This review contains spoilers for the most recent episode.
I know the members of the Raza crew have presumably been on a path of redemption thus far, but with the enjoyable “heist” aspects of the latest Dark Matter installment, “Episode Ten,” I couldn’t help but wish for more criminal capers like this. Performing under duress this time, it made sense for them to go along with the planned theft, and thankfully, it neither unfolded in predictable ways nor developed into a replay of their earlier similar mission to the ghost ship in Episode Five. With three installments to go, hopefully this new dynamic will lead to a reckoning for these former mercenaries.
The addition of a new team of hardened criminals provided a nice contrast to the “tabula rasa” team of protagonists, almost providing the audience with an idea of what they might have been like before their memories were wiped clean. I’m glad Two recognized the oh-so-convenient circumstance of the Mikkei Combine coming to their rescue in the opening scene. Obviously, their initial decision to assist the mining planet led directly to the debt the crew now owes the corporation that saved them from Ferrous Corp the first time. Combined with the action-packed sequence of running directly into the path of a nuclear warhead, the episode certainly started strong.
The resentment the other mercs must have felt in having to work with the Raza gang was palpable as the two teams began to work together; the only question for the viewers was how it would blow up in their faces. The disabling of the other team’s leader and main safecracker was a brilliant way to include Five in the operation, and this built nicely on previous conversations Six has had with the youngest crew member about staying out of the ne’er-do-well life she stumbled into. Five, however, obviously sees the crew as a family bound by their common memory wipe, and this provided a chance for her to prove her worth.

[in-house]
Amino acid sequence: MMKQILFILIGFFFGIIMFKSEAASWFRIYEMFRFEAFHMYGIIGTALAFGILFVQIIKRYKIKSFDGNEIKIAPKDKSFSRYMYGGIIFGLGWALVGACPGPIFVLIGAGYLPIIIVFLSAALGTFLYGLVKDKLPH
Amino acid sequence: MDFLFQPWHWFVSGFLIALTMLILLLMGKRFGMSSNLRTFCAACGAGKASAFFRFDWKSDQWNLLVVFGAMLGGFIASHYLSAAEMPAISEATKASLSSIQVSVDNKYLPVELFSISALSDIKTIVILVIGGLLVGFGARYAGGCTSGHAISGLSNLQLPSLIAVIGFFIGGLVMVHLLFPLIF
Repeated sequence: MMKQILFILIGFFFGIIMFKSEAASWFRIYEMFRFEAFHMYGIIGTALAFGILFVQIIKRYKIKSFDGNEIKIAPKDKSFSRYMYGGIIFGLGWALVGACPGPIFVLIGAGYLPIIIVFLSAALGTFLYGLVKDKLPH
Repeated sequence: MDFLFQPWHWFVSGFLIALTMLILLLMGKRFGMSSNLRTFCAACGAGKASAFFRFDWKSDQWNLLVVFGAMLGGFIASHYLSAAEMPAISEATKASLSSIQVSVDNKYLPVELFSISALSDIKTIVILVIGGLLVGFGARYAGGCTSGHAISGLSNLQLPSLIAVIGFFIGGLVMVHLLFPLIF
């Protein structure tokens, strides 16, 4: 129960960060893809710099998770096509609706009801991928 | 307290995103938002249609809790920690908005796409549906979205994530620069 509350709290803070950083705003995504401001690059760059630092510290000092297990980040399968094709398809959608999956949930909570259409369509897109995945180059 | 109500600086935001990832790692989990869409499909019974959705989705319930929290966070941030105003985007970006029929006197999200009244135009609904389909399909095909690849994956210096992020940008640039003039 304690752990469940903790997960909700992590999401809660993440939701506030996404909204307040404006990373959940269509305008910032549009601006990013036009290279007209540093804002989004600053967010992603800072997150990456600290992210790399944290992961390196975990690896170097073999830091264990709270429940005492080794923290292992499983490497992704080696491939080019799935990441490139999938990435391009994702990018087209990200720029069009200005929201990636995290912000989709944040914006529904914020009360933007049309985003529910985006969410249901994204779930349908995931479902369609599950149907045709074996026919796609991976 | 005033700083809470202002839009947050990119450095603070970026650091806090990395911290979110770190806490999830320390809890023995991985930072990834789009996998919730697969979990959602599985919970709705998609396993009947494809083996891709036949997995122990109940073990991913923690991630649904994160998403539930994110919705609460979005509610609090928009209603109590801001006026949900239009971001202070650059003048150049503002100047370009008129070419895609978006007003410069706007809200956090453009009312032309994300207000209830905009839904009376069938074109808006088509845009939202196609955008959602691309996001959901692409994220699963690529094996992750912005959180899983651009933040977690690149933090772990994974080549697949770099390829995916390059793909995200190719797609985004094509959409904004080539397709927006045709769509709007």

The heist itself wasn’t overly complicated but provided just enough tension to keep me leaning towards the television throughout. I especially enjoyed the unexpected presence of the security android and how it led to the draining of the power source needed to bypass the final obstacle to the item they were there to steal. Regrettably, I was reminded once more of the more scarecrow-like android of Zoie Palmer by comparison, and I can’t help but wonder how another actor might have come across in the role.
Having said that, the Raza’s android delivered an interesting twist with her scene opposite a virtual “default mode” companion. In an unexpected continuation of the investigation into her own mysterious personality, the addition of another version of the character provides some intriguing possibilities. I must admit, I thought the virtual android would somehow spring to the team’s rescue in the end, but perhaps that prediction is still on the table.
Or perhaps Two’s secret healing powers will aid her with her shocking ejection into space from the airlock. What a way to end an episode! The betrayal of the other mercenaries was not all that surprising, but I’m pleased that the writers didn’t rehash the idea of rejecting the mission once the item they’ve been sent to steal reveals its morally questionable purpose. Instead, the mysterious item is left as an unknown, and the motivation becomes the huge bounty on the heads of the Raza crew.
As a result, this episode almost feels like the first of a two-part sequence, and I like that. The stakes are high, the cliffhangers are satisfying, and the characters have well-established arcs at this point. Occurrences from earlier episodes have had their payoffs, and any loose ends that remain appear to have the promise of being tied up neatly. As the summer season comes to a close for many science fiction offerings, I hope I’m not proven wrong in having high hopes for Dark Matter.